“Can’t pay the rent, It’s only going to get worse”

https://www.nytimes.com/2020/04/08/business/economy/coronavirus-rent.html/

“And there is Terra Thomas, a florist in Oakland, Calif., who could pay her April rent with savings if she wanted but has decided to withhold the $833 she pays for her studio. With her usually busy wedding season shaping up to be grim, she’d rather conserve her money than pay bills now.”

“This could last a long time and be really, really serious, so I don’t want to be asking myself in a few months, ‘Why did I give away my last few paychecks to rent?’” she said. “I need to know that I can eat and pay for health care.”

Tenants’ rights organizers see the pandemic as a galvanizing force.

“Cities and states have tried to address housing troubles by passing eviction moratoriums, which should prevent an immediate rise in homelessness but doesn’t resolve what happens in three or four months when tenants who have had little or no income are billed for months of back rent.”

“Eventually the moratoriums will be lifted, and we don’t want to create an environment where low-income renters fall off a financial cliff and we have a rash of evictions,” said Diane Yentel, chief executive of the National Low Income Housing Coalition, an advocacy group in Washington.”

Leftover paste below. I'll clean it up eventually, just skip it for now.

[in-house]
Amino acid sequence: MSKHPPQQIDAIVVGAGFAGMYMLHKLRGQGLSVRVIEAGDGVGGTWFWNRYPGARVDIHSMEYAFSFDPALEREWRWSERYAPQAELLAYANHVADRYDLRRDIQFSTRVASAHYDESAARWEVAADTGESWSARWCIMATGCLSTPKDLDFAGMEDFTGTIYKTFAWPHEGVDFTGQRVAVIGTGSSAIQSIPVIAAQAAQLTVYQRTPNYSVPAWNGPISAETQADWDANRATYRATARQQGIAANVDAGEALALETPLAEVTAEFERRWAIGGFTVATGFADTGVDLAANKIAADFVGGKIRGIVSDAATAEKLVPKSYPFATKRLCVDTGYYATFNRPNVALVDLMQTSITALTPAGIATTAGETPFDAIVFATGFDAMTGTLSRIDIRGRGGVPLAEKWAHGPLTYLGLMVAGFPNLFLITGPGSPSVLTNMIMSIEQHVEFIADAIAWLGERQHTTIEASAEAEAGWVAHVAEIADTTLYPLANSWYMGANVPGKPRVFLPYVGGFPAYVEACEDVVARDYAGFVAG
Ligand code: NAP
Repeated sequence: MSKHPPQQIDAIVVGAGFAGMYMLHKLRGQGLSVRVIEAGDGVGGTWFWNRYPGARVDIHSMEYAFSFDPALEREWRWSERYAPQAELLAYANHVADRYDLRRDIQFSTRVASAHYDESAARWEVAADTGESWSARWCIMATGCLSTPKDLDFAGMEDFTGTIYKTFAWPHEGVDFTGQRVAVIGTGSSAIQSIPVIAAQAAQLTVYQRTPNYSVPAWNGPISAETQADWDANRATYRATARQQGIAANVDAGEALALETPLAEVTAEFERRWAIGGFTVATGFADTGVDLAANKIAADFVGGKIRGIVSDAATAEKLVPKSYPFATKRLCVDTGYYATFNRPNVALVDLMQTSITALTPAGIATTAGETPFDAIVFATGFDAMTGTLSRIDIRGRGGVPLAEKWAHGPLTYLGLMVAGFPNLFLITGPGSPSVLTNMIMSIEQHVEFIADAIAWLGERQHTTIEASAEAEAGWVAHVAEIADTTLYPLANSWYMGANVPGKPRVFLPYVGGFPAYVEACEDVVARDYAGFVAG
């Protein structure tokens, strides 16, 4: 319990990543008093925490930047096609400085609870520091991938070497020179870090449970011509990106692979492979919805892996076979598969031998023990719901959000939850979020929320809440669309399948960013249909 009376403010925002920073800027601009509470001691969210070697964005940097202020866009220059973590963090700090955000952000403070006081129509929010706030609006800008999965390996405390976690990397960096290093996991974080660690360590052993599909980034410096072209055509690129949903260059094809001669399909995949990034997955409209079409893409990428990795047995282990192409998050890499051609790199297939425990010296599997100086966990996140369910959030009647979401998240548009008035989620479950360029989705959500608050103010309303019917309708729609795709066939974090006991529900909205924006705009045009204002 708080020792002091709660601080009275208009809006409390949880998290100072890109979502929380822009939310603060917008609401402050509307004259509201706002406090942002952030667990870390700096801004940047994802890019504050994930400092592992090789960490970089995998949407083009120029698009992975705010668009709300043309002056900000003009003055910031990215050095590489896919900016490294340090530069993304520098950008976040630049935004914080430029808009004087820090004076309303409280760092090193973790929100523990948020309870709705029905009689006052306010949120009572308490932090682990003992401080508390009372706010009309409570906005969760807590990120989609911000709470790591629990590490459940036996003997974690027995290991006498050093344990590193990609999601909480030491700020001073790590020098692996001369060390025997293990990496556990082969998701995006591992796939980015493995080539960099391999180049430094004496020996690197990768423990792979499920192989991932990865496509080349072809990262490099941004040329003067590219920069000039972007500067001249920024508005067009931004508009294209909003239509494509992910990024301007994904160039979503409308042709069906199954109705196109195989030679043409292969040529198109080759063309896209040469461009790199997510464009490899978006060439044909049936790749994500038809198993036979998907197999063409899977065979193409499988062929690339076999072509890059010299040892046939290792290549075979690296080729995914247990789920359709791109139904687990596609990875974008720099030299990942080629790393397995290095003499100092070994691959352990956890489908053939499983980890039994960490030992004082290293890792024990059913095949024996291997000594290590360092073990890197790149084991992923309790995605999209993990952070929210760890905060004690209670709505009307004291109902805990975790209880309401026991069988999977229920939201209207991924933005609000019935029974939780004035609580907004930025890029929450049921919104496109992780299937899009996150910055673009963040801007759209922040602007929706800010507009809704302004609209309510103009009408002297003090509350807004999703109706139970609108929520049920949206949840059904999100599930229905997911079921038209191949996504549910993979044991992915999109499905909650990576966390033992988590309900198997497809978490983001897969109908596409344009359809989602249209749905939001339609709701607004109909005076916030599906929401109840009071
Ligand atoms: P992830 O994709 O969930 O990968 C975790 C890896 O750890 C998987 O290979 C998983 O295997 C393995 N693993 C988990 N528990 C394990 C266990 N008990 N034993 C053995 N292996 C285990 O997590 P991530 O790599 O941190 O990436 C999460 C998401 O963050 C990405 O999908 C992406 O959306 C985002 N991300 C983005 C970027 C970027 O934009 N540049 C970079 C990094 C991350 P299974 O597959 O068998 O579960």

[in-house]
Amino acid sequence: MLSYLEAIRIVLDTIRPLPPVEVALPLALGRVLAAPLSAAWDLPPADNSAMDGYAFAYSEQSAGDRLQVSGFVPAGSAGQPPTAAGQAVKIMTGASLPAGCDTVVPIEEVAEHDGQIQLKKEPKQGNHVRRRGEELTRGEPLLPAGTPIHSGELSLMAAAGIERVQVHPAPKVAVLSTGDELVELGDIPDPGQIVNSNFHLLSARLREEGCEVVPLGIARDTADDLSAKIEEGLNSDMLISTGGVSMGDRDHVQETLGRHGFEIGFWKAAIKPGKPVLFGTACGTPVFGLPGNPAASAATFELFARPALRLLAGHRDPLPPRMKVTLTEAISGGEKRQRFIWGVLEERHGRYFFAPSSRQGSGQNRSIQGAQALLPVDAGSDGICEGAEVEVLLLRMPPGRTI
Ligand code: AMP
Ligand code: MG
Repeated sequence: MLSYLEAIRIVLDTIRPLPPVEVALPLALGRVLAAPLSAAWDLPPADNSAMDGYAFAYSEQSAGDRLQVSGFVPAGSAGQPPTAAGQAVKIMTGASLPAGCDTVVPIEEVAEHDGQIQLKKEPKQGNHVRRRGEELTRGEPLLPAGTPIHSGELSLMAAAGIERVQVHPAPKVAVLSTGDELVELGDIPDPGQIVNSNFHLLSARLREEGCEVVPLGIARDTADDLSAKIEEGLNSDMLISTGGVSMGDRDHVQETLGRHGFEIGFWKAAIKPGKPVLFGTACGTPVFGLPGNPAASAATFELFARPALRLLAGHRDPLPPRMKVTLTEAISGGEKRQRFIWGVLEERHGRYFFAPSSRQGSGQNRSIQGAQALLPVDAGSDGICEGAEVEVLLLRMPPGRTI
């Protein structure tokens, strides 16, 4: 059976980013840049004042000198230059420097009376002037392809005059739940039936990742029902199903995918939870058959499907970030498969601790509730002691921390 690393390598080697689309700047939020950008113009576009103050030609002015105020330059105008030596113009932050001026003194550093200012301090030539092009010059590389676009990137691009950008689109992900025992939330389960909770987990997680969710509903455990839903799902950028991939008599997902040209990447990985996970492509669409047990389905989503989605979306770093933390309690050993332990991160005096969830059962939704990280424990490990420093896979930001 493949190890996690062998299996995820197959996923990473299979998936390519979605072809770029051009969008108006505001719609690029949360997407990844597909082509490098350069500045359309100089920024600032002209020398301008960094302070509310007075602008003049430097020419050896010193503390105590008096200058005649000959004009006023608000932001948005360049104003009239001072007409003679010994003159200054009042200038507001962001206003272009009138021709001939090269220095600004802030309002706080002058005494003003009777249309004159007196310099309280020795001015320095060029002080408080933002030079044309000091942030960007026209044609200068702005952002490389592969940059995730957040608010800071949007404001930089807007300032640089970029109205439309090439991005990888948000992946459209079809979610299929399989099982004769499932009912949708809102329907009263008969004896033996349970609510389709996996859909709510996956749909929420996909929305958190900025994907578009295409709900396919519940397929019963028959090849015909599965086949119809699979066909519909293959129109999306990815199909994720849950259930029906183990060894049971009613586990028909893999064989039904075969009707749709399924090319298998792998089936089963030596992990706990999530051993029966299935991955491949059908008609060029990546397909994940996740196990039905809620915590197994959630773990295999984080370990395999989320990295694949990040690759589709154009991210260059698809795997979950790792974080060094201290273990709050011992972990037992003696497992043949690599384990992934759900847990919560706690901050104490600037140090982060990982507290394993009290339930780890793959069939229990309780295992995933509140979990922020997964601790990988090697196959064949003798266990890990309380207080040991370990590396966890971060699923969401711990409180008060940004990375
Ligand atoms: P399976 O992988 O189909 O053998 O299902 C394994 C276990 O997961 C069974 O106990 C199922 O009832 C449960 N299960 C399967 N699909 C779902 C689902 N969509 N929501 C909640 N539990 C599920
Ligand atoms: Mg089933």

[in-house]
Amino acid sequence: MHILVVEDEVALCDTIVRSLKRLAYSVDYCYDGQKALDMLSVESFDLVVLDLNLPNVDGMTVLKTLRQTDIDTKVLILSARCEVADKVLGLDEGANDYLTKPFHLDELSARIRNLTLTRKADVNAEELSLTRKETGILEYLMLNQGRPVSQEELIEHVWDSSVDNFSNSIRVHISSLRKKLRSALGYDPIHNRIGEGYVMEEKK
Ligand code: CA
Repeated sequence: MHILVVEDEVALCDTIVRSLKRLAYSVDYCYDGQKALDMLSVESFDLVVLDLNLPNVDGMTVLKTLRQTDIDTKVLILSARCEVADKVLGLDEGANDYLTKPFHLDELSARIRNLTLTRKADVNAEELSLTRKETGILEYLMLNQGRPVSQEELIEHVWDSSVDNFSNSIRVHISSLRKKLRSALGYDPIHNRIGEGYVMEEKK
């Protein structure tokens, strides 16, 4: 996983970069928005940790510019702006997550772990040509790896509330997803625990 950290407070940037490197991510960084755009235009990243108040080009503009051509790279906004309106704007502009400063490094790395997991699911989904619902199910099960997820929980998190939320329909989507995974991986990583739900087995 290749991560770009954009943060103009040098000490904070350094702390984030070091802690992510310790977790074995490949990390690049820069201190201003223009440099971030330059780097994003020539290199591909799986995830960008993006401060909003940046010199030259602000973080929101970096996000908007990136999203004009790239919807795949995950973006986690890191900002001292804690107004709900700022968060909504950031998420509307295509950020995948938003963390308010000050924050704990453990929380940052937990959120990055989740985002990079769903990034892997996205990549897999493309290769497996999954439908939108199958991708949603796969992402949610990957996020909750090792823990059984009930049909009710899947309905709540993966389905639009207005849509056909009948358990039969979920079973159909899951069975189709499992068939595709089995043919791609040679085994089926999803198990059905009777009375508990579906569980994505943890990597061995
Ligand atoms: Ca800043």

“After lobbying for grants to homeless providers in the CARES Act, her group is pushing for $100 billion in direct subsidies to tenants. The National Multifamily Housing Council has called for similar aid. Ms. Yentel, in an interview, cited two objectives: to relieve tenants of rent burden, but also to support small landlords at risk of foreclosure.”

“…much of the aid to tenants is earmarked for those living in subsidized and public housing, and much of the mortgage forbearance will benefit landlords whose loans are backed by the government through Fannie Mae and Freddie Mac or the Department of Housing and Urban Development. This is little help to most moderate- and low-income tenants who live in market-rate developments, or small landlords whose loans are often held by private lenders and not backed by the federal government.”

“For several decades, the nation’s affordable-housing stock has fallen sharply, particularly “naturally occurring affordable housing” — run-down buildings that offer low rents without government subsidy. Since much of this housing is operated by smaller landlords, Ms. Yentel fears that without any aid to landlords, the buildings could go into default and be picked up by investors who will renovate them for higher-paying tenants after the crisis subsides.”

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